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Summary:

Have you ever called into a business’s directory from a BlackBerry and been asked to enter the person’s last name? But BlackBerry has a QWERTY keyboard and the Automated Attendant is looking to see 2 for “A, B or C”, 3 for “D, E or F”, […]

416taxicab250pxHave you ever called into a business’s directory from a BlackBerry and been asked to enter the person’s last name? But BlackBerry has a QWERTY keyboard and the Automated Attendant is looking to see 2 for “A, B or C”, 3 for “D, E or F”, etc.

Have you tried to “dial” a phone number represented by a vanity name from a BlackBerry, such as 1-800-BLK-BRRY or 416-TAXICAB (a service available in the Greater Toronto Area to automatically call a taxi). But RIM doesn’t expect users whose mobile smartphone has a QWERTY keyboard to remember that 416-TAXICAB really means to dial 416-829-4222.

In investigating the use of a service that spiders a business’s automated attendant as the subject of a future post, I learned that there is a simple way to address the problem on any BlackBerry with a full QWERTY keyboard: Simply hold down either the “Alt” key or the “right-Shift” key and type the letter.

In other words, for 416-TAXICAB, enter the phone application, type “416” then hold down Alt or right-Shift while typing “TAXICAB”. For 1-800-BLK-BRRY, enter the phone application, type”1800″, then hold down Alt or right-Shift while typing “BLKBRRY” from the QWERTY keyboard.

When entering a “Last Name” into a business’s Automated Attendant’s directory search, hold down either key and type in the name, for example: SMITH. Basically holding down either of these keys maps the appropriate key to generation of the appropriate touch tone that the Automated Attendant is expecting.

If initiating a phone call, the characters appear on the Phone Application screen. When typing while connected to an Automated Attendant, you’ll see the letters appear on the lower left of the phone call screen.

This will obviously work on any of the BlackBerry 83xx, 87xx, 88xx, Bold or Storm (landscape mode) with a full QWERTY keyboard. On the Pearl 81xx, Pearl 8220 or Storm (portrait mode) with a SureType keyboard hold down the Alt (up/down arrow at the lower left) key and press once or twice on the character key to get the appropriate letter.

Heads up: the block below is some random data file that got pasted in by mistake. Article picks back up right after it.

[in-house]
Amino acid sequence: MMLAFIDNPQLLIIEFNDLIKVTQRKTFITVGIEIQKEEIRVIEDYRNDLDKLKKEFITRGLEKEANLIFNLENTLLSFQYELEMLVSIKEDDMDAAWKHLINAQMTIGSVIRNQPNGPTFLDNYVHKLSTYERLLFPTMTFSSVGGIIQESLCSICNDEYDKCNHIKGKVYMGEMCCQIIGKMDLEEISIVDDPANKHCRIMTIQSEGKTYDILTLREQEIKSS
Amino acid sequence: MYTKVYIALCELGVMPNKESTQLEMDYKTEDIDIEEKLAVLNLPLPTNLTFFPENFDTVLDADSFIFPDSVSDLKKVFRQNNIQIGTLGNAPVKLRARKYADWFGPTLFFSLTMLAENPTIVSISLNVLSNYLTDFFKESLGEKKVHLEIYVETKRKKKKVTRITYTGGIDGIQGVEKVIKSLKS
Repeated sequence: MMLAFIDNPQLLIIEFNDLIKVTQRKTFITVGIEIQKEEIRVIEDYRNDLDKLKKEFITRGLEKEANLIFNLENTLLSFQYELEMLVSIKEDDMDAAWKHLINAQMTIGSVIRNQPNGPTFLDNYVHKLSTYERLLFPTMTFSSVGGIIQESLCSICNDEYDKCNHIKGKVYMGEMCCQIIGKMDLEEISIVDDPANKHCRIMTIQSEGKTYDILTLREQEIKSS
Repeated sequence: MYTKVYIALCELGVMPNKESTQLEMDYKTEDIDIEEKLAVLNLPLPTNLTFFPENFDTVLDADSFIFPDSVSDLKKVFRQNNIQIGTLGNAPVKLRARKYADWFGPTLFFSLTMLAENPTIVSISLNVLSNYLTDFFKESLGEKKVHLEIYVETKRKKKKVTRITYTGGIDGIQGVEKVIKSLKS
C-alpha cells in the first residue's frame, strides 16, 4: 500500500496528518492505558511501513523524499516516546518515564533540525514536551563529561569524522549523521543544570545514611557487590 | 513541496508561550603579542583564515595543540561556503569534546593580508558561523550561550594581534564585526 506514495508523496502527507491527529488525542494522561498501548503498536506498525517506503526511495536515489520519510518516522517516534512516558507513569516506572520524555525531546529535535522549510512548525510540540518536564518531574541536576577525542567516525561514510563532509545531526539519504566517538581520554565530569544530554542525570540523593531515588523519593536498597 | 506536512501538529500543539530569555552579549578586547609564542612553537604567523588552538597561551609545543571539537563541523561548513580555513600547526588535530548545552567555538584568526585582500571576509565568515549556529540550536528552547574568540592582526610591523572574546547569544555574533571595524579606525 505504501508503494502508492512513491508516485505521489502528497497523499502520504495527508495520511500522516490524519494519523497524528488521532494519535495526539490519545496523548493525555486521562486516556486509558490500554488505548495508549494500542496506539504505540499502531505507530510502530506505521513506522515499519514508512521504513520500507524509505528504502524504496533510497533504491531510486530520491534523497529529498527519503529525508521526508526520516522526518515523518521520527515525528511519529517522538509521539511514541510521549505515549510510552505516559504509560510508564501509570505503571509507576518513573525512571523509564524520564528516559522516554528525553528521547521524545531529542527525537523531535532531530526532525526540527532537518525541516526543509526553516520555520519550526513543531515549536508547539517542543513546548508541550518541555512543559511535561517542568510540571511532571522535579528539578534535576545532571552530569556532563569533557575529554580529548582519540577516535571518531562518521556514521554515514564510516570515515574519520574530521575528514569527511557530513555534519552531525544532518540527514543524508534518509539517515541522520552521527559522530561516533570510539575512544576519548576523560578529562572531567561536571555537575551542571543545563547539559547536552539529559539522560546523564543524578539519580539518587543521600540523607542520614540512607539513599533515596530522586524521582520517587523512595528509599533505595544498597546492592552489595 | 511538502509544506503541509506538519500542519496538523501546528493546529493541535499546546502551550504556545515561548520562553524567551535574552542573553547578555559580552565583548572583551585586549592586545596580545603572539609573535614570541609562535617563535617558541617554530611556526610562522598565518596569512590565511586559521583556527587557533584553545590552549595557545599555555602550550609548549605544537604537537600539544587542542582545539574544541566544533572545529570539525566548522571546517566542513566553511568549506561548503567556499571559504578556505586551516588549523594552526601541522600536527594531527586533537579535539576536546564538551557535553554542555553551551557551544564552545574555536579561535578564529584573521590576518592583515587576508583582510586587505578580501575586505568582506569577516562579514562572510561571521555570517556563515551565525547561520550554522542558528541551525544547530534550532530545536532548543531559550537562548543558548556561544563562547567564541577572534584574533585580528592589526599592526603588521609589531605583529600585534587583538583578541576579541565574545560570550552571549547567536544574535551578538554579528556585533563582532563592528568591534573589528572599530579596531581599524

One hint: when making an entry that requires the “#” or “*” characters, just type “#” or “*”. (Holding down the Alt or right-Shift key will give you a “Q” or “A”.) If you add the phone number as a Contact into your Address Book from the phone log, the characters are retained in the Contact entry.

More details here.

  1. for this basic blackberry info i did not need a post. if you’ve used the phone for anything more than a few days, you already know this. thanks

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  2. Jim, thanks for the tip! I’ve been stumped by this one before. Last time I need to Dial-by-name, I hunted down an “old style” phone keypad to “translate”.

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  3. Thank you, Jim! I’ve resorted to the same technique as Shai in the past and that is hardly efficient, and sometimes not possible. I’ve used the phone for much longer than a few days and I would hardly call it basic information that one just learns automatically, as Jeff suggests.

    Thank you, thank you, thank you.

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  4. Nice. Is there a similar feature for the Blackjack?

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  5. Works on the Nokia E71 also – use shift.

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  6. [...] The service then called my (previously registered) mobile phone and I found myself at eBay’s request to enter a contact’s last name to reach his/her extension. Hint: when I called the eBay directory I realized that entering the letters of a person’s last name directly from a BlackBerry’s QWERTY keyboard would not map to the touch tones the AutoAttendant was seeking. It turns out there’s a simple solution on which I’ve reported at “Entering ‘Last Name’ from a BlackBerry”. [...]

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